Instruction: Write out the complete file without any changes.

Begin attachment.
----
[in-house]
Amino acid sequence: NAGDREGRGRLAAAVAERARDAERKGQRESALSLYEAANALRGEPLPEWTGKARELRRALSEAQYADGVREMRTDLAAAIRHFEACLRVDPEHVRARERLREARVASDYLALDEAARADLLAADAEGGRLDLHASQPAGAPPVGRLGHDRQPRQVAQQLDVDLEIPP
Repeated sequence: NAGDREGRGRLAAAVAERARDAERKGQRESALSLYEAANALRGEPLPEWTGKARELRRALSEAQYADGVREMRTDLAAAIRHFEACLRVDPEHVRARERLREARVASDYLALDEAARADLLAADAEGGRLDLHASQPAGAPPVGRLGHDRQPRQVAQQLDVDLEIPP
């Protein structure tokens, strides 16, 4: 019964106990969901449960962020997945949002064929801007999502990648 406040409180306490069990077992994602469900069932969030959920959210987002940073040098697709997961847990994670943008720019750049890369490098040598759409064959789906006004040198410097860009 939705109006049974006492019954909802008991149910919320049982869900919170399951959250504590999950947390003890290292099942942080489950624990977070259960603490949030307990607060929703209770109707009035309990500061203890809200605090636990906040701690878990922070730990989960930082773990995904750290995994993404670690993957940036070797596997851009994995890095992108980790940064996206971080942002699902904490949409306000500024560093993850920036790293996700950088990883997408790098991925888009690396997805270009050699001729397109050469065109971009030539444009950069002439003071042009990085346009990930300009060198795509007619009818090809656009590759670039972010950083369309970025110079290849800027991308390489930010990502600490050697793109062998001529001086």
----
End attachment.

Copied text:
[in-house]
Amino acid sequence: NAGDREGRGRLAAAVAERARDAERKGQRESALSLYEAANALRGEPLPEWTGKARELRRALSEAQYADGVREMRTDLAAAIRHFEACLRVDPEHVRARERLREARVASDYLALDEAARADLLAADAEGGRLDLHASQPAGAPPVGRLGHDRQPRQVAQQLDVDLEIPP
Repeated sequence: NAGDREGRGRLAAAVAERARDAERKGQRESALSLYEAANALRGEPLPEWTGKARELRRALSEAQYADGVREMRTDLAAAIRHFEACLRVDPEHVRARERLREARVASDYLALDEAARADLLAADAEGGRLDLHASQPAGAPPVGRLGHDRQPRQVAQQLDVDLEIPP
């Protein structure tokens, strides 16, 4: 019964106990969901449960962020997945949002064929801007999502990648 406040409180306490069990077992994602469900069932969030959920959210987002940073040098697709997961847990994670943008720019750049890369490098040598759409064959789906006004040198410097860009 939705109006049974006492019954909802008991149910919320049982869900919170399951959250504590999950947390003890290292099942942080489950624990977070259960603490949030307990607060929703209770109707009035309990500061203890809200605090636990906040701690878990922070730990989960930082773990995904750290995994993404670690993957940036070797596997851009994995890095992108980790940064996206971080942002699902904490949409306000500024560093993850920036790293996700950088990883997408790098991925888009690396997805270009050699001729397109050469065109971009030539444009950069002439003071042009990085346009990930300009060198795509007619009818090809656009590759670039972010950083369309970025110079290849800027991308390489930010990502600490050697793109062998001529001086």